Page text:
Imagination is vital for a writer’s life. At no time is this more the case than when you find that rejection letter in the mail box. What can keep you writing and submitting even after letter after form letter? (You know, the letters that seem to say: “We don’t want what you write, and by the way, we hate you.”) You must believe there is more to it than that. If you need help to keep going, perhaps you can convince yourself the real reason they turned down your story is because… There was “something more” more going on in those editorial offices.
1) If you receive a letter that says, “Does not meet our current editorial needs” perhaps this is the real story:
“I know this, ‘Diamond to the Head’ story is brilliant, but I am not putting it in North South Literary Journal! Everything else in the issue will pale beside it! You know our current editorial need is mediocrity!”
2) “It isn’t appropriate for our age group” really means;
“If we allow children to taste the rich flavor of literature in this story, ‘Buggy the Squirrel, and His Favorite Nut’ they won’t be satisfied with Kid’s Funnanza Magazine anymore, they’ll want to go straight to Shakespeare!”
3) “Nearly all our stories of this type are staff written” translates as:
“This article ‘Everything A Bride Needs To Know’ is so comprehensive, with its how-to-guides for doing your own flowers, food, dresses, and cake, nothing more can be added to the subject… Publishing this would mean the end of Brides Forever.”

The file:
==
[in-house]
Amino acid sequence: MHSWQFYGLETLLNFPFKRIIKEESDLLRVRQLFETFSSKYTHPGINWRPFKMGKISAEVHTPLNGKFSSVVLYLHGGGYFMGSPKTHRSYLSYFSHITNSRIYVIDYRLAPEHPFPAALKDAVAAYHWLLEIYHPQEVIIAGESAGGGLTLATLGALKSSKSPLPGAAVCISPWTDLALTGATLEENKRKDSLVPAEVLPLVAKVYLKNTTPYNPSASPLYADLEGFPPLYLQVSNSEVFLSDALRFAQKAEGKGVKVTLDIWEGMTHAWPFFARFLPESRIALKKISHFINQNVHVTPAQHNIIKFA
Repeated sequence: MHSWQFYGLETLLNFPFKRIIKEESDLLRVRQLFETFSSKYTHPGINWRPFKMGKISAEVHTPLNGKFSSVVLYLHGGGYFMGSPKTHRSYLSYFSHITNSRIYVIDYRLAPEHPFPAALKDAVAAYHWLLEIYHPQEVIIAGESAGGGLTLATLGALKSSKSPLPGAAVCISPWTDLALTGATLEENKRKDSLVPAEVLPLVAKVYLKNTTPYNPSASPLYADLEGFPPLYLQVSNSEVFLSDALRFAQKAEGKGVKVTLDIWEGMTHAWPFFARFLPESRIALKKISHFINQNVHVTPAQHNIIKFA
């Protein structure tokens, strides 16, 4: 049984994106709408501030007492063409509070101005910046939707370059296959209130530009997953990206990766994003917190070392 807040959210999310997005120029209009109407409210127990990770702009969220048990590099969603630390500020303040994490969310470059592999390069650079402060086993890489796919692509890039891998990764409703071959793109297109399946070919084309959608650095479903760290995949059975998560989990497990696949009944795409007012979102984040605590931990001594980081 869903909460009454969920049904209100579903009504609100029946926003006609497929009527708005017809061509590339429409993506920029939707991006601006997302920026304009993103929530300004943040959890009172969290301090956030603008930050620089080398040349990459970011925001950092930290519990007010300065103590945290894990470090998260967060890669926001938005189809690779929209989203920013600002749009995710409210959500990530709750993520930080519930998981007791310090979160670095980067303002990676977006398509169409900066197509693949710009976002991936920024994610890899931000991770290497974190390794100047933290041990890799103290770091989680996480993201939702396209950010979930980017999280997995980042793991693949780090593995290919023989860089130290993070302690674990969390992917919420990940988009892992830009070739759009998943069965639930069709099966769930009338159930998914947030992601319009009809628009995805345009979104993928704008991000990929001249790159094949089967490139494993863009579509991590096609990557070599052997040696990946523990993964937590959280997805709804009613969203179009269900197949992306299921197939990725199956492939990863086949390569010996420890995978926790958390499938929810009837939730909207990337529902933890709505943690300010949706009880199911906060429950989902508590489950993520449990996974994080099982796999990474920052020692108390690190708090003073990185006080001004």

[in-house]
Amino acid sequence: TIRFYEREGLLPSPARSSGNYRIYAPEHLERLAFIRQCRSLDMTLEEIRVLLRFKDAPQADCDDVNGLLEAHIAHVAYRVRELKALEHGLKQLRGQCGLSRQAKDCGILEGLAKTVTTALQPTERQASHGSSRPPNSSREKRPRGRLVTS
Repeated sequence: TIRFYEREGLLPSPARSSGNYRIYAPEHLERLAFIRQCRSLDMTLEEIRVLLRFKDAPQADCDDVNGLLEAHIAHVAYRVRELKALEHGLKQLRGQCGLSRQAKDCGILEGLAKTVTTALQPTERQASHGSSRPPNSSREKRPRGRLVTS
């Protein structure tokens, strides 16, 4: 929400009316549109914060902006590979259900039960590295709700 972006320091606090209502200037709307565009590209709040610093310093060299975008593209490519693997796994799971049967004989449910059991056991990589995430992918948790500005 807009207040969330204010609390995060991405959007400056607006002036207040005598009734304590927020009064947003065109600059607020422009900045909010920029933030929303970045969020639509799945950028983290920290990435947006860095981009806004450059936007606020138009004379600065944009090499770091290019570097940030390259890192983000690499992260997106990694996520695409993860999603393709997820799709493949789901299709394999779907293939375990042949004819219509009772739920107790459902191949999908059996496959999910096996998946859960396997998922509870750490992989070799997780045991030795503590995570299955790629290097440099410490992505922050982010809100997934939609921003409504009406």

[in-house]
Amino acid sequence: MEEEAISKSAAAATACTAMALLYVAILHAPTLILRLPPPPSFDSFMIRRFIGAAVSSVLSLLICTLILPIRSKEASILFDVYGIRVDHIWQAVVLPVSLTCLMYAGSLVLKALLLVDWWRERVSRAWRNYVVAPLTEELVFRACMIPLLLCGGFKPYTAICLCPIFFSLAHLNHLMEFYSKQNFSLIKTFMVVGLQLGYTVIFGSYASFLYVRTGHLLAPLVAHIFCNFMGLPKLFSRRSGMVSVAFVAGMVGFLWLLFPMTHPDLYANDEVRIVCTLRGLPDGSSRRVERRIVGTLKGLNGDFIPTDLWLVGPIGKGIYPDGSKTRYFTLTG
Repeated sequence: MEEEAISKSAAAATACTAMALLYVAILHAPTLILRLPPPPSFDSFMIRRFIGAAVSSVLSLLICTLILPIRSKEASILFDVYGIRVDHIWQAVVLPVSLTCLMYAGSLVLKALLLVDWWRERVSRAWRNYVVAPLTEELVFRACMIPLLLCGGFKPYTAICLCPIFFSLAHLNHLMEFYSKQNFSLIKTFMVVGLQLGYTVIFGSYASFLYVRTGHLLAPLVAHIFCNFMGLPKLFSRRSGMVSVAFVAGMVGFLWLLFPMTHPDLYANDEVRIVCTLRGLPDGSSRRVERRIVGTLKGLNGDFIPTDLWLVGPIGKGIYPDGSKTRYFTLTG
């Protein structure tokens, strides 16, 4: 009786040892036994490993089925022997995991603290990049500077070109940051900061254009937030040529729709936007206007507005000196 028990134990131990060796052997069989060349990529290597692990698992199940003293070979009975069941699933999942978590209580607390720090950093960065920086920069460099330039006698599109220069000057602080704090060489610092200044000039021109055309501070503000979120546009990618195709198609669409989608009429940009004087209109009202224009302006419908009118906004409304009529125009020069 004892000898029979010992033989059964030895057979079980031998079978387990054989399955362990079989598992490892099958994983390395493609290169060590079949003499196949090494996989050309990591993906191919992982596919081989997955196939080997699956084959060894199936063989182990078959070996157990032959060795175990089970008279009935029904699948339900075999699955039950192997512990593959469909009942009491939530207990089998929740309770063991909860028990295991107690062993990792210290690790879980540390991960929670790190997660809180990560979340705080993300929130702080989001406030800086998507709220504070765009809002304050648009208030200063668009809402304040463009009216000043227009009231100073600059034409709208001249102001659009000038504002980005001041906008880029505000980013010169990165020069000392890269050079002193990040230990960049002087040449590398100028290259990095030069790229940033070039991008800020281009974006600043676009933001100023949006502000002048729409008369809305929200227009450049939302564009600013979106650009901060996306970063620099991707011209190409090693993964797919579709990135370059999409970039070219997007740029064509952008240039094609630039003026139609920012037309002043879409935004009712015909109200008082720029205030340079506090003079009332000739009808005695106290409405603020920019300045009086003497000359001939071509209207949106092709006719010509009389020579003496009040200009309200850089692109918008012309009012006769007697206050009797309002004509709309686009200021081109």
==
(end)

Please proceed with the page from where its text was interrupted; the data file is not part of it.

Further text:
4) Don’t feel too bad to receive “Does not meet our standards”, because, well…
“Why should we make room for ‘Shades of Existential Meaning in the Works of Ingmar Bergman’ in Movie Times? We would have to cut either ‘Adam Sandler: Is the Comic Genius a Hunk, Too?’ or ‘Why I Really Like Gigli’. Who is this Bergman chick anyway? Is she a hottie?”
5) If I were you I wouldn’t even be bothered by “Not sufficiently edited; too many grammatical, spelling and punctuation errors”, because there is probably more to the story:
“Dude! Like how does this person know the code? She used ‘effect’ for ‘affect’, spelled ‘difficulty’ with an ‘a’, and check out all the dangling participles! This person must know that High and Seek Magazine is a front to send messages to the contacts in our smuggling operation! I’m telling you this person is probably a minion of John Ashcroft! Try to blow her off with a rejection letter!”
So before you lash out again at your postal carrier, remember: the rejection letters aren’t about you. Find a way to tell yourself that and keep writing.
(Dean Anderson is still baffled by the rejection letters he receives from The New Yorker, Punch, and Ferret Monthly. He has received letters of another kind from Breakaway, Brio and Beyond, and Games Magazine. He can be reached at deanattrustGod@yahoo.com)